I see spots!

You see them everywhere: on the window, on your desk, and maybe even on your favourite coffee mug. You may never think twice about them but when it comes to photography, you’d better care a lot more about these spots.

 

Spots, or sensor dust, or whatever you want to call it, are notorious little fellas that wreak havoc on your editing workflow. They may be easy to get rid of but when they attack your photos by the tens and hundreds, you’re often left defeated…not to mention left with unusable photos.

Where do these spots/sensor dust come from?

Spots or sensor dust are small dust particles that are on your digital camera sensor. But how do they get there you ask? Dust particles can travel to your digital camera sensor in one of many ways—but most commonly by way of changing lenses. When you change lenses on a dSLR, you are exposing your camera’s mirror and sensor behind this mirror, to the natural environment. You may not see the small particles floating in the air travel from point A to point B, but they are there all over the place and will eventually get in behind the mirror and on to the sensor.

Here’s just some of many ways in which dust can travel to your sensor:

  • Leave the lens off for an extended period of time, exposing the inside of your camera to the environment.
  • You change lenses in a windy environment, or in an unprotected area.
  • You place your camera with the opening facing upward, allowing dust particles to easily make their way down inside your camera.
  • When zooming your telephoto lenses in and out, this “breathing” motion can push dust particles inside.

What do these spots do?

As these dust particles rest on your sensor, they will be imaged on to every single picture you take. Some may be visibly large on your photos, often seen as a dark spot. Furthermore, they will appear in the exact same spot in each of your photos since they do not typically move on the sensor. If they happen to be in solid coloured areas of your photo, then it’s much easier to remove in Adobe Lightroom or Adobe Photoshop, but when they conveniently appear in an area with lots of detail, then this may affect your workflow quite a bit.

Many spots can be seen here, all caused by sensor dust and other foreign particles on the sensor.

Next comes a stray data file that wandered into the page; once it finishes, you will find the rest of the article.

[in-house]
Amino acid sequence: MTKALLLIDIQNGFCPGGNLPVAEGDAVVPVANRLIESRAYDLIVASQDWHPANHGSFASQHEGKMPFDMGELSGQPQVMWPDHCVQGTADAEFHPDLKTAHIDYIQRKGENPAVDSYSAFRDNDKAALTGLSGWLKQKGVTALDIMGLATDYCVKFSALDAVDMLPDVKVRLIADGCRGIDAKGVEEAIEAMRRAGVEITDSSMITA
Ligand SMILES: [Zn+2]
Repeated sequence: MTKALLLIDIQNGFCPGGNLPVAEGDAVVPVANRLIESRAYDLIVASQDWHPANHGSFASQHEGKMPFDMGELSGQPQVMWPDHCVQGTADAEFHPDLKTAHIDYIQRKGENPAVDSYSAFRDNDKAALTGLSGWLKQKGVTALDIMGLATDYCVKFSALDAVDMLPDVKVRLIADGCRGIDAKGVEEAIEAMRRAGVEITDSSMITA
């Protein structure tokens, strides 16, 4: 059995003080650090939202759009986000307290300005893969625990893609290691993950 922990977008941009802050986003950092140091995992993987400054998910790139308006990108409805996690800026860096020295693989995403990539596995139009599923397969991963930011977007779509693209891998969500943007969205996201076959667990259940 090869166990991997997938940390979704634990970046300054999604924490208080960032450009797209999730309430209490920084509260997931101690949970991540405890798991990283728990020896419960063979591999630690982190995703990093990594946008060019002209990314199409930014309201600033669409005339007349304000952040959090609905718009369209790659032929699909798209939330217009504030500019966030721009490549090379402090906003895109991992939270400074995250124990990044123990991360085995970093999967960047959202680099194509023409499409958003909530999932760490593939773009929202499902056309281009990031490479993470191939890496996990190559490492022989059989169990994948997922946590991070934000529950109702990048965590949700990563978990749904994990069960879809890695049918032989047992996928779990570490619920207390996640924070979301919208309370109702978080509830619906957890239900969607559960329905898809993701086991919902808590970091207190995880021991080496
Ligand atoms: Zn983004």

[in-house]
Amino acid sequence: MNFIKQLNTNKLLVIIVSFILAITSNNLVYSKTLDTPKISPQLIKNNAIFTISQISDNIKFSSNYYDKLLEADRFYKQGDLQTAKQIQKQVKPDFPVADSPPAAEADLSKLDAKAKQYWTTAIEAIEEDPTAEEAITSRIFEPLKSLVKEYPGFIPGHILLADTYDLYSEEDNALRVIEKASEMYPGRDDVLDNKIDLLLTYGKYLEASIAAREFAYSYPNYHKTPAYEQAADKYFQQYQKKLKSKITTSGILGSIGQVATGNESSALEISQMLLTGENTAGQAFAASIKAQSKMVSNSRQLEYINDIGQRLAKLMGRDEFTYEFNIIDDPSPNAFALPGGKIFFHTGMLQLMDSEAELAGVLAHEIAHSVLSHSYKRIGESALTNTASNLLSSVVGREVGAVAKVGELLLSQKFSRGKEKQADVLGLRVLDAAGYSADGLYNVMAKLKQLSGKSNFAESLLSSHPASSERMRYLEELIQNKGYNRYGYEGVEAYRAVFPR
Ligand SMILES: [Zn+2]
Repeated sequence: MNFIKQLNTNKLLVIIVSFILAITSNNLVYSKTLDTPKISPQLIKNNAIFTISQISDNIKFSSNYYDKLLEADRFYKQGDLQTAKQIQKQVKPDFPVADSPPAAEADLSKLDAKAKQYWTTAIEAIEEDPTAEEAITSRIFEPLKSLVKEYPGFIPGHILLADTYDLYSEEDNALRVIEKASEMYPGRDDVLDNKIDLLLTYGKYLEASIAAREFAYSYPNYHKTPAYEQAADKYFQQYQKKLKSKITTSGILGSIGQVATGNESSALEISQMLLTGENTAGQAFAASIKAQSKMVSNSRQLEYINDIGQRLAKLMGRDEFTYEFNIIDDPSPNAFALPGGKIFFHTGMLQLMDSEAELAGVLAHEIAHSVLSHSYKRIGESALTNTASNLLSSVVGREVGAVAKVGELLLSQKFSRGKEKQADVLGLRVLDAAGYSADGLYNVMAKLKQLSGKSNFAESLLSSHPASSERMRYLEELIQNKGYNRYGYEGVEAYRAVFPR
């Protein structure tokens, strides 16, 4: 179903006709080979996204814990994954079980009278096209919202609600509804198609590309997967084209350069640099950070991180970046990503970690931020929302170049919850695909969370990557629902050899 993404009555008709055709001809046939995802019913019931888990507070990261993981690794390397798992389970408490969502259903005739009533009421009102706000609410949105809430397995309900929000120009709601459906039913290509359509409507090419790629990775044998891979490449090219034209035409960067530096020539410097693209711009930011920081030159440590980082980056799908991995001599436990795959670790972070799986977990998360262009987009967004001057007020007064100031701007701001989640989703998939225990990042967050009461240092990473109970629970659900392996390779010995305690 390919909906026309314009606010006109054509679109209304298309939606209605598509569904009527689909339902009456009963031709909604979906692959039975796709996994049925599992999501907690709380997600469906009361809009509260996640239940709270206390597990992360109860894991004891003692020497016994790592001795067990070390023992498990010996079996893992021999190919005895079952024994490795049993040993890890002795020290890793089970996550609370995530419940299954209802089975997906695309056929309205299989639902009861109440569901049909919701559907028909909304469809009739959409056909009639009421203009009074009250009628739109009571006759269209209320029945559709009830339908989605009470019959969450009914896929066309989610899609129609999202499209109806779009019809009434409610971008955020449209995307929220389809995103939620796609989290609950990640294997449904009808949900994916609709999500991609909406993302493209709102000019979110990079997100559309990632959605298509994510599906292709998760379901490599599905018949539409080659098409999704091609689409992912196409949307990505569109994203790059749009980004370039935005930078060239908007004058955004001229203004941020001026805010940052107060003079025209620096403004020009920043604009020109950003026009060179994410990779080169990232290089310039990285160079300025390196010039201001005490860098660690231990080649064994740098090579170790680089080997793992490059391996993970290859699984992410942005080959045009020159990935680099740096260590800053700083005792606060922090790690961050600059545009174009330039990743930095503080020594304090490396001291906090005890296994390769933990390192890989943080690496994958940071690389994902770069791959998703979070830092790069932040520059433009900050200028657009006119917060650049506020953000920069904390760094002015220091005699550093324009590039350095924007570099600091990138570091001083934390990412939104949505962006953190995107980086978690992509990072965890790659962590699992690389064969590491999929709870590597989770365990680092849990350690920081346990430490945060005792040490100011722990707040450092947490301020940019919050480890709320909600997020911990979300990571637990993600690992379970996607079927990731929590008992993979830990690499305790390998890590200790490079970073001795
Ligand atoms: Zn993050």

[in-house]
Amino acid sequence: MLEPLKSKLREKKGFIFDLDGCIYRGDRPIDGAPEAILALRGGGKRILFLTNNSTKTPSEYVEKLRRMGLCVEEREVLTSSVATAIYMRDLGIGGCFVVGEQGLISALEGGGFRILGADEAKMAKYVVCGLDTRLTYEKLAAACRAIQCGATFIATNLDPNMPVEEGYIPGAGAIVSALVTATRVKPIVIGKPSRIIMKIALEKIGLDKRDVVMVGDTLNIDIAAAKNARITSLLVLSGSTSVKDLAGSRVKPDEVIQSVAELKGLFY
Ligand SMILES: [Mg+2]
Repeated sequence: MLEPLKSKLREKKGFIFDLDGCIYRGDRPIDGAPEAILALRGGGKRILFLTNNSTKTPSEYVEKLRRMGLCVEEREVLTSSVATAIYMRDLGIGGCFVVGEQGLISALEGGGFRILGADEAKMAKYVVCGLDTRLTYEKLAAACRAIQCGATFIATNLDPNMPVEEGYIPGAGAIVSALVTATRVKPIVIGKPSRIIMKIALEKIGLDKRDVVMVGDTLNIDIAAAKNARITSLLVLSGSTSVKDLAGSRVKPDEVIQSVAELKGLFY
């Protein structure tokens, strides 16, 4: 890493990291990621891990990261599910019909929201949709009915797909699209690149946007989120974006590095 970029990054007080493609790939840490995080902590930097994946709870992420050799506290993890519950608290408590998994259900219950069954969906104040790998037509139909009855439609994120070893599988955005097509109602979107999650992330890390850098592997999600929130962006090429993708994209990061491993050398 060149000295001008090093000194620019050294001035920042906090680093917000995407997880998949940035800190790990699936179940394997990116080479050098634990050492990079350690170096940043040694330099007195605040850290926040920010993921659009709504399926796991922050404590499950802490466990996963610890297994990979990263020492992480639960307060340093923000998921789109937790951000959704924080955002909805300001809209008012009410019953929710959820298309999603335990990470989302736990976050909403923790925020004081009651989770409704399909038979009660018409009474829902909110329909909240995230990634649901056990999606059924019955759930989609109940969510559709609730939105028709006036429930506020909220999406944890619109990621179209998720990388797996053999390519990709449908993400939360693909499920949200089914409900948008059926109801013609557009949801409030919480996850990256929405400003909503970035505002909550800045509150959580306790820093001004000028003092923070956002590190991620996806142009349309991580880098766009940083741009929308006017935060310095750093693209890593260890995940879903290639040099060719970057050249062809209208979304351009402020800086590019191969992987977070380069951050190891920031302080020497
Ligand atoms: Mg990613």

How do you get rid of these spots?

If you only have a few of them on your photo, then you can easily clone them out in Lightroom or Photoshop using the clone stamp tool, or the healing brush tool. If they happen to be in an area with lots of detail, you will need to carefully fix this within Photoshop.

Another example of a photo with lots of sensor dust, yielding in dark spots on the image.

Dust spots often just make a small portion of your image darker. If fixing the details is not an option (although this is the best option), you can try and lighten the darkened area using curves or levels and masking tools, to blend them with the surroundings. This is not an ideal solution, but still can be done in certain scenarios.

Cleaning the sensor dust in Lightroom with the clone brush or healing brush tool.

Can I see these spots in my viewfinder?

Dust particles that are on your sensor cannot be seen on the viewfinder. However, dust particles that may be on the mirror of your dSLR may be visible in the viewfinder. These particles do not affect the image itself though, since the mirror moves out of the way of the sensor when you press the shutter button.

Dust on the lens element

It is entirely possible that you have dust particles on the front and/or back of your lens element. In either case, you may see these in the viewfinder as well, and they will appear as dark spots on your image as well.

Why do the dots look slightly different from each other?

Some sensor dust may look slightly darker and some may look more defined than others. This all depends on what your aperture was set to. Generally speaking the smaller your aperture (larger f-number), the darker and more defined your sensor dust will appear in your image. Dust particles on your lens element may yield much larger darker areas in your photos than a dust particle on your sensor.

A 100% crop from the previous image, showing you how much sensor dust and particles affect the image. This is a really dirty sensor and should be cleaned immediately.

I see spots too! So now what?

If these spots are driving you up the wall, you will need to clean the sensor in your digital camera. While some may not mind this task, others may shy away from doing anything inside their cameras, which is completely understandable.